Sports World to See
How Online Offering
By SAM SCHECHNER and MATTHEW FUTTERMAN
July 26, 2008; Page A3
Football fans will soon be able to watch some of the biggest professional games on the Internet.
The National Football League and General Electric Co.'s NBC Sports will announce Monday that they plan to stream on the Web 17 regular-season games, mostly Sunday night matchups -- the first time the league has widely distributed complete games live on the Internet in the U.S.
The deal, which kicks off with the season opener on Thursday, Sept. 4, is the biggest step so far by the NFL to wring some value out of the Web. But it is a tentative step, covering only games that air on NBC, excluding the NFL's 239 other games that air on other networks, including CBS, Fox and ESPN, during the regular season. Nor does it include the league's playoffs or the Super Bowl, which will air on NBC next year.
The league and NBC say it is an experiment. They hope to prove they can lure new viewers and people who are already watching at home by adding interactive elements. Viewers will be able to choose from among at least four live camera angles and review statistics that update during the game, according to the league. The league and the network will share in ad sales.
"I think the consumer of media is more and more interested in a greater sense of control over their media experience," said Gary Zenkel, NBC Sports' executive vice president of strategic partnerships. "Whether that translates to sports viewing or not, no one knows. But this is certainly an opportunity to experiment."
The move will help the NFL demonstrate how much value there is in the online rights to its games, potentially giving it another bargaining chip when its broadcast deals next come up for negotiation. Several major sports organizations already allow some live games to be shown on the Web. CBS Sports has streamed the National Collegiate Athletic Association's March Madness basketball tournament. At the Olympics next month, NBC is streaming 25 out of 34 events online. And Major League Baseball has its own Web site, MLB.com, that has created a lucrative business selling subscriptions to MLB.tv, which streams out-of-market games.
The NFL has been slower to embrace the Internet, largely because its national broadcasting contracts with four networks and DirecTV Group Inc. bring in more than $3.7 billion a year, according to people close to the league and networks, far more than revenue other leagues earn. Its Web site, NFL.com, until now has offered an exhaustive supply of information and statistics but it hasn't streamed complete games online for broad U.S. viewing. It does sell subscriptions to streaming of the games to people overseas.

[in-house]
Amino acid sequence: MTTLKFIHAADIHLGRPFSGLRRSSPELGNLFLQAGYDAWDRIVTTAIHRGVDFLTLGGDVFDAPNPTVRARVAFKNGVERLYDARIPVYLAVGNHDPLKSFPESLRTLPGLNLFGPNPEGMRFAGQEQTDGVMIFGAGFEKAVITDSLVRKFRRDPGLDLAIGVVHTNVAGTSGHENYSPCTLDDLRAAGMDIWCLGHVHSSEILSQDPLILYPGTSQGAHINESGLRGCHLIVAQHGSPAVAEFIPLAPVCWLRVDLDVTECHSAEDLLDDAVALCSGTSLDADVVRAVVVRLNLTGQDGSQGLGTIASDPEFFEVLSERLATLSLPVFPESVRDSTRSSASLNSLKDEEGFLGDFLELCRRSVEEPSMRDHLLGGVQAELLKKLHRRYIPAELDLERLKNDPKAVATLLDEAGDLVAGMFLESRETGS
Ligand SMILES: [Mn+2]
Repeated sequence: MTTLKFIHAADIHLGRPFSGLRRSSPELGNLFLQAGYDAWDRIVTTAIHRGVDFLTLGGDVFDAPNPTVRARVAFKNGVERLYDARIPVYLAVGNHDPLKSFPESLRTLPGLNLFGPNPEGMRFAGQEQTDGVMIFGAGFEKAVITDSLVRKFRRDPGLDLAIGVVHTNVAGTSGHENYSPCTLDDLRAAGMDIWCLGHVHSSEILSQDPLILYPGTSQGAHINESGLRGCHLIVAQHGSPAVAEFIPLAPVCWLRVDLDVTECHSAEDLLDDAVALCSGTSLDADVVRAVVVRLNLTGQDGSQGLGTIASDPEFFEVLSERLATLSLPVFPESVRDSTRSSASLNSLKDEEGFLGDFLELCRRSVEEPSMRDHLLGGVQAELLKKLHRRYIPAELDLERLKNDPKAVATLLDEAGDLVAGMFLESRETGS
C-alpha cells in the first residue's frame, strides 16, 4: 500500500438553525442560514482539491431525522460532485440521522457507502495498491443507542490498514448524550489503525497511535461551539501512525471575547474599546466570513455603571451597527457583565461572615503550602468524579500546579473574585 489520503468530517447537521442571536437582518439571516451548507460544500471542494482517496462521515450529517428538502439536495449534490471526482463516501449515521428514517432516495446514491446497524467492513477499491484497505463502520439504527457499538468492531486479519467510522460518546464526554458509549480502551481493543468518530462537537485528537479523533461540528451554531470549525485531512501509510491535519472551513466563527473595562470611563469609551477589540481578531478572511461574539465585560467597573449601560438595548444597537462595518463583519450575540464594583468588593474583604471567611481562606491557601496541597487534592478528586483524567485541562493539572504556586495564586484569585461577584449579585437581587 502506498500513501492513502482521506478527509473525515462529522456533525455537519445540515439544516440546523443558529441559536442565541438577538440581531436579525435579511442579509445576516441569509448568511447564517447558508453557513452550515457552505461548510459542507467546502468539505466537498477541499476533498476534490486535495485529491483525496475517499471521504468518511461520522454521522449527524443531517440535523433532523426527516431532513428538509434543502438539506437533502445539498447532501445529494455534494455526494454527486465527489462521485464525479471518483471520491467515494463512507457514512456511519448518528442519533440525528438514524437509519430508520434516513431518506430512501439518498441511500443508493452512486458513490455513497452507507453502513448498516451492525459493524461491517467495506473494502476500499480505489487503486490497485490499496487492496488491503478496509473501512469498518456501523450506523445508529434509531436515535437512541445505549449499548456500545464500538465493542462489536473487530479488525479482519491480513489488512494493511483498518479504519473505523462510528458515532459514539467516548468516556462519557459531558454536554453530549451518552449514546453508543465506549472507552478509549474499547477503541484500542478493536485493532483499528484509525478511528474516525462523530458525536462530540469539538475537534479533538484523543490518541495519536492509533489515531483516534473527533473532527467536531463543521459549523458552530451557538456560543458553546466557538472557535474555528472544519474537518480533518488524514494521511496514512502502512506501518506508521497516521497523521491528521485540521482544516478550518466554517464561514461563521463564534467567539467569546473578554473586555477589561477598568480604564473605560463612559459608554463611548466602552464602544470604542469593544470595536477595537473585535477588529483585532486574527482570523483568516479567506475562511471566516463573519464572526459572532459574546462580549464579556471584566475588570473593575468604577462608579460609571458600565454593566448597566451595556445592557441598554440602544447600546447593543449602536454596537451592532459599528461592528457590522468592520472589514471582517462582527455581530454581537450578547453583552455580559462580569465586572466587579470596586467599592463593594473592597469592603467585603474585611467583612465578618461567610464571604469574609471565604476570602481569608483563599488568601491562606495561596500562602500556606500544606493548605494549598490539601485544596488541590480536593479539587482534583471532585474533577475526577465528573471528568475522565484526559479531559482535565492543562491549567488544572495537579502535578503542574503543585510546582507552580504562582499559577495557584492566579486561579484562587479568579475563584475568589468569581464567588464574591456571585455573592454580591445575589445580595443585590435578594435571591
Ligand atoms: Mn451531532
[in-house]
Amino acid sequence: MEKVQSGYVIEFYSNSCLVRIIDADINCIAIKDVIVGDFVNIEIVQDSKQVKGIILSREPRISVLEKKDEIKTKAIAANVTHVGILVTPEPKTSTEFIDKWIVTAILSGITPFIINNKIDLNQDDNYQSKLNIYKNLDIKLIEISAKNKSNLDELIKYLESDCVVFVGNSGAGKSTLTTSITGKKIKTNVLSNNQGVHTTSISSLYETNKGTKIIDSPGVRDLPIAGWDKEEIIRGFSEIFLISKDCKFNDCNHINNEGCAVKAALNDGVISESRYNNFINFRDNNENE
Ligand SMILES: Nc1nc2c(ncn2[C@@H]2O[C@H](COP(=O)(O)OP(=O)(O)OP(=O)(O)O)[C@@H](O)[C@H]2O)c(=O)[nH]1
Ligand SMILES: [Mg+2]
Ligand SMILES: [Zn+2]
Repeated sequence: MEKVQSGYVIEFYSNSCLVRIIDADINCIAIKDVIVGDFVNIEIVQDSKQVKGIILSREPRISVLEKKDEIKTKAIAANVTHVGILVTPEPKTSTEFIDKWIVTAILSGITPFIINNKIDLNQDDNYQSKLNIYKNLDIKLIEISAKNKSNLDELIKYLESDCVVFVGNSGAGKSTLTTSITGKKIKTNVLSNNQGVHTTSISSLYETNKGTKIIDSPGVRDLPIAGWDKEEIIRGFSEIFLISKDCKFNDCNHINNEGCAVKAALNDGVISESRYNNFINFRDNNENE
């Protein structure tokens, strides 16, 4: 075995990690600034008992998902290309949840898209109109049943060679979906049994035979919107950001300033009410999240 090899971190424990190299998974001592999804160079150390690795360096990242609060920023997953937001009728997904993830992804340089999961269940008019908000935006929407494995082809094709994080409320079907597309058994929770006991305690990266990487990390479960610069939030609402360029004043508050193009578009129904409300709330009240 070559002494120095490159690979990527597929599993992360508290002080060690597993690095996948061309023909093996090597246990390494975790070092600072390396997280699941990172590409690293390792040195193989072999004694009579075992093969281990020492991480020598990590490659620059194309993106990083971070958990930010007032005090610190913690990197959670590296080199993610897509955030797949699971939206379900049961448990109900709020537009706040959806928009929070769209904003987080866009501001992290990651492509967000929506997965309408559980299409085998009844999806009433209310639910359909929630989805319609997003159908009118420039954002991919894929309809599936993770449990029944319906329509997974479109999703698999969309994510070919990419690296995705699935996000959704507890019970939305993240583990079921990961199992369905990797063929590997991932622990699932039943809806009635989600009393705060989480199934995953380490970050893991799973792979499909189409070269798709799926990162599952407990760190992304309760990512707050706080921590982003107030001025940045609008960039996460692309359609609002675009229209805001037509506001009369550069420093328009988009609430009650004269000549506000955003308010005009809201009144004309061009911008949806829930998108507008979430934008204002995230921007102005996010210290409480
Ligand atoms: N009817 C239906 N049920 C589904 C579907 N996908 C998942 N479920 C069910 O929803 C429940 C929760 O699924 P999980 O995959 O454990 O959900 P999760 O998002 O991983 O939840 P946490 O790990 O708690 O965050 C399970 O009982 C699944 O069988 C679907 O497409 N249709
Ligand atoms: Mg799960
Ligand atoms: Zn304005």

The NFL owns the online rights for its games but its broadcast TV deals have restricted the league from streaming footage of those games while they are in progress.
Part of the NFL's challenge is the nature of its season, which lasts just 17 weeks and includes 16 games for each team, with the vast majority of the games played Sundays or in the evening on weekdays and broadcast nationally, at least via satellite. An Oakland Raiders fan living in Florida merely has to sign up for the NFL's Sunday Ticket on DirecTV and tune in to each game for about three hours a week to keep up with his team.
Baseball, on the other hand, has a 162-game season, and the flexibility of mlb.com, which provides everything from graphically conveyed pitch-by-pitch coverage, to streaming video, to condensed versions of games, has become the avenue of choice for fans to keep up with their teams from anywhere they are near a computer. Rather than cannibalize television revenue, the access to baseball has helped to drive the Major Leagues to record attendance and revenues no one expected just a few years ago.
By beginning to stream games on the Internet, too, the NFL is recognizing that fans want to interact with teams more than simply by watching the games on television, and in doing so the league is trying to become a master of the 21st-century technology in the same way it mastered the preferred technology of the 20th century.
The NFL approached NBC in recent months to hammer out a deal to stream its games, in part, it says, because NBC's nationwide broadcasts, which averaged 15.9 million viewers last season, make for a clean test of whether online availability will boost or shrink viewership.
"Does it cannibalize, or is it incremental?" said Brian Rolapp, the NFL's senior vice president of media strategy and digital media. Mr. Rolapp wants to know: "Does it make sense to use it to go out and build new products and new businesses?" NBC, for its part, said it doesn't believe the streams will cannibalize its broadcast viewership.